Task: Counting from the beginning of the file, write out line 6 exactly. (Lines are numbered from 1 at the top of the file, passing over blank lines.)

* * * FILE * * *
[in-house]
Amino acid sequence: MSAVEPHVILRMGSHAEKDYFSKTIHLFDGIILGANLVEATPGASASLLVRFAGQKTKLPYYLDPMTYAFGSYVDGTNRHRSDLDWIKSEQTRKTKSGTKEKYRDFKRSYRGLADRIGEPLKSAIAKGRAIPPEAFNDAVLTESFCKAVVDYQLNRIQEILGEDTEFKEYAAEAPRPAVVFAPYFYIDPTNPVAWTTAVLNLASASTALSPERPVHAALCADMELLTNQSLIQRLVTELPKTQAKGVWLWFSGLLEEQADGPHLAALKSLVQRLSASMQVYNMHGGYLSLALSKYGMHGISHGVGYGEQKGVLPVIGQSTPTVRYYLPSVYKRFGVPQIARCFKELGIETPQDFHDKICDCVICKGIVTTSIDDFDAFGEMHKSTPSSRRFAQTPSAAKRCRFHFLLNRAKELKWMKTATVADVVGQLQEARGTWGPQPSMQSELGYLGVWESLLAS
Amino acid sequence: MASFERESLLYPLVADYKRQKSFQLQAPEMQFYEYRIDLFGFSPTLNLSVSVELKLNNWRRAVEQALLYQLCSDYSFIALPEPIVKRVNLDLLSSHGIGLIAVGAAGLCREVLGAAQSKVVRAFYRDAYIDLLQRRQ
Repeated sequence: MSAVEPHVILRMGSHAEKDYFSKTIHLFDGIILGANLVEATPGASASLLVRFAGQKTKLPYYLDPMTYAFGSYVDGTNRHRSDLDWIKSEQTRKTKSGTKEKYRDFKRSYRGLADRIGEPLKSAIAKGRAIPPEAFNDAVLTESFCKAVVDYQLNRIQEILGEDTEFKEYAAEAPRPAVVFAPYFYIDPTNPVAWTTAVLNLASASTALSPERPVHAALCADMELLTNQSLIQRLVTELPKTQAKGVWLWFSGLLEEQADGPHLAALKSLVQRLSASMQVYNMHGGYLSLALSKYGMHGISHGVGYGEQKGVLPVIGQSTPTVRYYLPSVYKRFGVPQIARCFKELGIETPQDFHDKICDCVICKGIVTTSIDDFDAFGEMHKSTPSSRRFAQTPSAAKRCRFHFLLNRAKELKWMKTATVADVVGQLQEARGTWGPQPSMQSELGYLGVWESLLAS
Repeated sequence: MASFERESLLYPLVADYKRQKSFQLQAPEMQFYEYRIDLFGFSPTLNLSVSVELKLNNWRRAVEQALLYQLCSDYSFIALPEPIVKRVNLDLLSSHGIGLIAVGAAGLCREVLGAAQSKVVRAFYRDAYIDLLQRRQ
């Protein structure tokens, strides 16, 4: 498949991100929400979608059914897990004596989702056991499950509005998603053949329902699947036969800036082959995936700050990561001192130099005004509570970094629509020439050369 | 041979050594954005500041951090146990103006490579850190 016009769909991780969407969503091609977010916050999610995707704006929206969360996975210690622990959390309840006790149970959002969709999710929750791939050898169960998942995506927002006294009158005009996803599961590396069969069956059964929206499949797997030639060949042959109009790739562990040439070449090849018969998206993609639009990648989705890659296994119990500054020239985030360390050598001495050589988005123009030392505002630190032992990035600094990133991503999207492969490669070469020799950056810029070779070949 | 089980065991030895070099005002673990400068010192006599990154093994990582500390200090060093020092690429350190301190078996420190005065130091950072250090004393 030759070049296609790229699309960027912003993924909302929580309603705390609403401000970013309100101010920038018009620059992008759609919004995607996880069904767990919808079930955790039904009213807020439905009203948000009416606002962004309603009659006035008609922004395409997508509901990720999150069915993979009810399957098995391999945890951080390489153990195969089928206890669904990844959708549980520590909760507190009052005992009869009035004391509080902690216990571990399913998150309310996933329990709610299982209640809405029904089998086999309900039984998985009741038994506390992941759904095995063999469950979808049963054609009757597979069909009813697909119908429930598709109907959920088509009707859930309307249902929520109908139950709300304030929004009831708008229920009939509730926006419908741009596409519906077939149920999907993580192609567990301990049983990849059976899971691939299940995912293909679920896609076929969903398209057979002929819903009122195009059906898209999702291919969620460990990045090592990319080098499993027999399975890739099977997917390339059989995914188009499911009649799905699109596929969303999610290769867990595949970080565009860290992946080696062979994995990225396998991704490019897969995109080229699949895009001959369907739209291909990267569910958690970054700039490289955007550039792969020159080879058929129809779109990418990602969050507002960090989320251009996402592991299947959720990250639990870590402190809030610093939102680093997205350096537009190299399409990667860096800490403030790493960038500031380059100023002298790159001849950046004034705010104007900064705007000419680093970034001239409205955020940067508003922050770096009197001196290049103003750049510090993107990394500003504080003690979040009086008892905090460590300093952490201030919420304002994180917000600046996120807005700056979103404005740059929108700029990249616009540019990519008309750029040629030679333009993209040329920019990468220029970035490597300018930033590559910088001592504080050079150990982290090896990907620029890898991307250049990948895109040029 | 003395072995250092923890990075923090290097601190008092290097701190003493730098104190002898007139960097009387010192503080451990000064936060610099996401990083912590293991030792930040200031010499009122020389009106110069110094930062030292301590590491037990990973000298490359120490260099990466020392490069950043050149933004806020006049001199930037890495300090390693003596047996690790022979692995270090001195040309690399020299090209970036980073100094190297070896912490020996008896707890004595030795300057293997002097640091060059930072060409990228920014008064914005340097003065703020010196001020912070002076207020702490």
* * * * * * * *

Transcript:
């Protein structure tokens, strides 16, 4: 498949991100929400979608059914897990004596989702056991499950509005998603053949329902699947036969800036082959995936700050990561001192130099005004509570970094629509020439050369 | 041979050594954005500041951090146990103006490579850190 016009769909991780969407969503091609977010916050999610995707704006929206969360996975210690622990959390309840006790149970959002969709999710929750791939050898169960998942995506927002006294009158005009996803599961590396069969069956059964929206499949797997030639060949042959109009790739562990040439070449090849018969998206993609639009990648989705890659296994119990500054020239985030360390050598001495050589988005123009030392505002630190032992990035600094990133991503999207492969490669070469020799950056810029070779070949 | 089980065991030895070099005002673990400068010192006599990154093994990582500390200090060093020092690429350190301190078996420190005065130091950072250090004393 030759070049296609790229699309960027912003993924909302929580309603705390609403401000970013309100101010920038018009620059992008759609919004995607996880069904767990919808079930955790039904009213807020439905009203948000009416606002962004309603009659006035008609922004395409997508509901990720999150069915993979009810399957098995391999945890951080390489153990195969089928206890669904990844959708549980520590909760507190009052005992009869009035004391509080902690216990571990399913998150309310996933329990709610299982209640809405029904089998086999309900039984998985009741038994506390992941759904095995063999469950979808049963054609009757597979069909009813697909119908429930598709109907959920088509009707859930309307249902929520109908139950709300304030929004009831708008229920009939509730926006419908741009596409519906077939149920999907993580192609567990301990049983990849059976899971691939299940995912293909679920896609076929969903398209057979002929819903009122195009059906898209999702291919969620460990990045090592990319080098499993027999399975890739099977997917390339059989995914188009499911009649799905699109596929969303999610290769867990595949970080565009860290992946080696062979994995990225396998991704490019897969995109080229699949895009001959369907739209291909990267569910958690970054700039490289955007550039792969020159080879058929129809779109990418990602969050507002960090989320251009996402592991299947959720990250639990870590402190809030610093939102680093997205350096537009190299399409990667860096800490403030790493960038500031380059100023002298790159001849950046004034705010104007900064705007000419680093970034001239409205955020940067508003922050770096009197001196290049103003750049510090993107990394500003504080003690979040009086008892905090460590300093952490201030919420304002994180917000600046996120807005700056979103404005740059929108700029990249616009540019990519008309750029040629030679333009993209040329920019990468220029970035490597300018930033590559910088001592504080050079150990982290090896990907620029890898991307250049990948895109040029 | 003395072995250092923890990075923090290097601190008092290097701190003493730098104190002898007139960097009387010192503080451990000064936060610099996401990083912590293991030792930040200031010499009122020389009106110069110094930062030292301590590491037990990973000298490359120490260099990466020392490069950043050149933004806020006049001199930037890495300090390693003596047996690790022979692995270090001195040309690399020299090209970036980073100094190297070896912490020996008896707890004595030795300057293997002097640091060059930072060409990228920014008064914005340097003065703020010196001020912070002076207020702490």